Mentions: Figure 5 illustrates typical agreement of normalization curves computed from all genes (red) and non-DEG (black) when C and S chips (non-replicate; Fig. 5A) or C and C chips (replicate; Fig. 5B) are paired. The red and black lines overlap over the entire intensity range in all methods with the replicate array pair, indicating that normalized intensities from all genes agree with the ones computed from non-DEG genes under 0% gene effects (Fig. 5B). However, in the non-replicate array pair, all methods except NVSA and cross-correlation display significant divergence between black and red colored normalization curves, and the divergence appears rising with the increasing amounts of DEG (Fig. 5A). We then employed the two-sample Kolmogorov-Smirnov test statistic to test the hypothesis that the two sets of normalized intensities (or two normalization curves) were drawn from the same population (Fig. 6). At a 1% significance level (p < 0.01), the hypothesis is accepted for all NVSA analyses under conditions of both replicate and non-replicate array pairs, indicating that the normalized intensities based on all genes by NVSA are statistically indistinguishable from the ones based on known invariant genes on all tested conditions. However, quantile, lowess, invariant set, and robust lowess methods display statistically significant divergence in two populations of normalized intensities on all non-replicate array pairs (Fig. 6), yet no significant divergence on replicate pairs. In data analyzed by the cross-correlation method, 11 out of 15 non-replicate array pairs display statistically significant divergence, this agrees with our previous observation with simulation data that the method generates substantial error rates when gene effects are greater than 30%.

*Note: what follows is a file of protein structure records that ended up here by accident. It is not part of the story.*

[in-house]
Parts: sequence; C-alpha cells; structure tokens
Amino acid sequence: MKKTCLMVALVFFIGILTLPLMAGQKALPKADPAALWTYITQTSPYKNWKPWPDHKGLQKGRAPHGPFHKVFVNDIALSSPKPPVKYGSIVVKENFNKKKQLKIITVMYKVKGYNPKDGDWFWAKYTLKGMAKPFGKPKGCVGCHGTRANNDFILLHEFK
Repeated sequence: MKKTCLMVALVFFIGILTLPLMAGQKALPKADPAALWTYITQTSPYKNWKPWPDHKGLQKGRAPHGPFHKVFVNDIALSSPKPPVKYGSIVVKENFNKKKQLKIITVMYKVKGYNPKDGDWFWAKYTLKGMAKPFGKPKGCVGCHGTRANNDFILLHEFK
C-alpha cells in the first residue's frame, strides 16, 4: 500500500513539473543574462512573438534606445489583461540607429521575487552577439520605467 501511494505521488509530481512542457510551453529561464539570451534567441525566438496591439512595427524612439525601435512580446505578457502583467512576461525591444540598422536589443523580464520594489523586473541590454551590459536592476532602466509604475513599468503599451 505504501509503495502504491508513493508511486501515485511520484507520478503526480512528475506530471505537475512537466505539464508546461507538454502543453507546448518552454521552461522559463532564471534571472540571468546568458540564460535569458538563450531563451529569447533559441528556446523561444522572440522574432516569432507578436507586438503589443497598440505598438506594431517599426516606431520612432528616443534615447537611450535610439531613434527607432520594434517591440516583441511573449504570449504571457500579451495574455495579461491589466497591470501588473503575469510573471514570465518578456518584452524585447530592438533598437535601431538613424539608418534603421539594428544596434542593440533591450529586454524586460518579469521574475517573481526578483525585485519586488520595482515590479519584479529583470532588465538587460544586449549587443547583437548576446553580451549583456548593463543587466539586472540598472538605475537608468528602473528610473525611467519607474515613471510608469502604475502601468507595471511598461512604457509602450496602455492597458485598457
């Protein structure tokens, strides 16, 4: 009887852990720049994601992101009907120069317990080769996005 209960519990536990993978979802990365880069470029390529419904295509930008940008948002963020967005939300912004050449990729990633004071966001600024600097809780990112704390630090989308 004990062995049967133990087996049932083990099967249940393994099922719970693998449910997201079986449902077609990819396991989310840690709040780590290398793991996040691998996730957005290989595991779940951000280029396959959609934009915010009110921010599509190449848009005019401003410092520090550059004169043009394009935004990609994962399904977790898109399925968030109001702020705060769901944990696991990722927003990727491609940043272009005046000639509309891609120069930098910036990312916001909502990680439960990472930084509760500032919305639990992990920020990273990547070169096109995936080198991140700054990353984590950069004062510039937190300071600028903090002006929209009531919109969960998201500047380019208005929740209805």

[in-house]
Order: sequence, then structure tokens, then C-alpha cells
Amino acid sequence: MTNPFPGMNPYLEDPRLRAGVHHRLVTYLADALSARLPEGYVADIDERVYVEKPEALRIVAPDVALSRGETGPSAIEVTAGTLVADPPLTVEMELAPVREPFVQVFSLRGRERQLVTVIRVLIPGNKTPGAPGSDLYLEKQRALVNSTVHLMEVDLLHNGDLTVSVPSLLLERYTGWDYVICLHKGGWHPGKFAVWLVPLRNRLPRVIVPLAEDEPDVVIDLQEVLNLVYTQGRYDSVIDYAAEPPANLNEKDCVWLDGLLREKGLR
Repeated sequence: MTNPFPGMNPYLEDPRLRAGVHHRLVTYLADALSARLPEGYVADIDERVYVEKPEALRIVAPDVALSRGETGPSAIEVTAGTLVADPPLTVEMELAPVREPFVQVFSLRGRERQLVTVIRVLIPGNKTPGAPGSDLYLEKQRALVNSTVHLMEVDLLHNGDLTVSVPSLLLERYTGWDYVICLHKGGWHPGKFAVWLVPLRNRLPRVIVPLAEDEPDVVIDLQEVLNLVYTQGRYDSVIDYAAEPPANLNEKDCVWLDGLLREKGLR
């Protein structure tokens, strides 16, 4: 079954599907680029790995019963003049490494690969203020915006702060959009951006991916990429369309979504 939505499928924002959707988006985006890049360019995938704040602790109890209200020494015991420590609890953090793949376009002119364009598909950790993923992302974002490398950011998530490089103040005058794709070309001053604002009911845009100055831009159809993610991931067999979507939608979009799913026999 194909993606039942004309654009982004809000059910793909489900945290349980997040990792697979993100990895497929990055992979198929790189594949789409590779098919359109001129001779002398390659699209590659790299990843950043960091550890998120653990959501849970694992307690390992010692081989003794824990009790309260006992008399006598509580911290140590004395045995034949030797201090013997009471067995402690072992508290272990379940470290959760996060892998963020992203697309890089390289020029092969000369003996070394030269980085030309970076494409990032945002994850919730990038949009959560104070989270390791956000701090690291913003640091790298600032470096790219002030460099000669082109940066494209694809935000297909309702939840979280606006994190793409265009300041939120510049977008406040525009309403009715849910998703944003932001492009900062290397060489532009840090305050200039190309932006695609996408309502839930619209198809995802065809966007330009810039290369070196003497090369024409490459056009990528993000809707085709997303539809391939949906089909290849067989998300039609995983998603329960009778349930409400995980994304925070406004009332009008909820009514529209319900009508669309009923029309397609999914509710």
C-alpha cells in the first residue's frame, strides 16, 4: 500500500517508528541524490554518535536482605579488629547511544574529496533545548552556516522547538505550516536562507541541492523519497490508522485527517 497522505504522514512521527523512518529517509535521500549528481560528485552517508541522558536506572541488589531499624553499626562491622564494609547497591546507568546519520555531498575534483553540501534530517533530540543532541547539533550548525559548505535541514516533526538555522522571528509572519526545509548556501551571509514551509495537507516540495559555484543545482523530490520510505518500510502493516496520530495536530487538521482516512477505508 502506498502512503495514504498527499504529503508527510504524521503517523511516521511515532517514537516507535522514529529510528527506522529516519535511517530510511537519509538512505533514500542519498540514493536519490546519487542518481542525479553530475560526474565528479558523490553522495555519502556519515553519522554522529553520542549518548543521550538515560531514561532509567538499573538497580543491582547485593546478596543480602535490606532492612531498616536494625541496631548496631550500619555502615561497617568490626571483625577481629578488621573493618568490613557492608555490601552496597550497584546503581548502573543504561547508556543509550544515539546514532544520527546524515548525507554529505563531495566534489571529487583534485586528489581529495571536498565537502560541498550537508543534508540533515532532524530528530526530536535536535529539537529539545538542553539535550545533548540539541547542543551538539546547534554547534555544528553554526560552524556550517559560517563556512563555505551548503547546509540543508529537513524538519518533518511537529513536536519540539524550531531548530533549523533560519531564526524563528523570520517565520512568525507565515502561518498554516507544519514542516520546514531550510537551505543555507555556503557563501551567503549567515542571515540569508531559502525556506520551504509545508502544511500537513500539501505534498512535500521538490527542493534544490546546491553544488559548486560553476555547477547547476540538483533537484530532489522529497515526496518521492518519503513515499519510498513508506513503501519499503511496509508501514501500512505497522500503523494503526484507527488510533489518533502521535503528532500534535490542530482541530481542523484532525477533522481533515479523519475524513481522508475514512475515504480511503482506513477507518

Use of normalization methods for analysis of microarrays containing a high degree of gene effects.

Ni TT, Lemon WJ, Shyr Y, Zhong TP - BMC Bioinformatics (2008)

Kolmogorov-Smirnov tests for agreement of normalization in the analysis of Golden Spike data. Assessment of statistical difference (Kolmogorov-Smirnov tests) between normalized intensities computed via all-gene approach and normalized intensities via non-DEG genes with the same normalization method. All normalized intensities were calculated relative to a reference array. Each one of six arrays was chosen as a reference array. A total of 12 replicate array pairs and 18 non-replicate arrays pairs could be formed. Blue, green, cyan, magenta, black, and red mark the reference array C1, C2, C3, S1, S2, and S3, respectively. Difference in two normalization curves is statistically significant when P value < 0.01.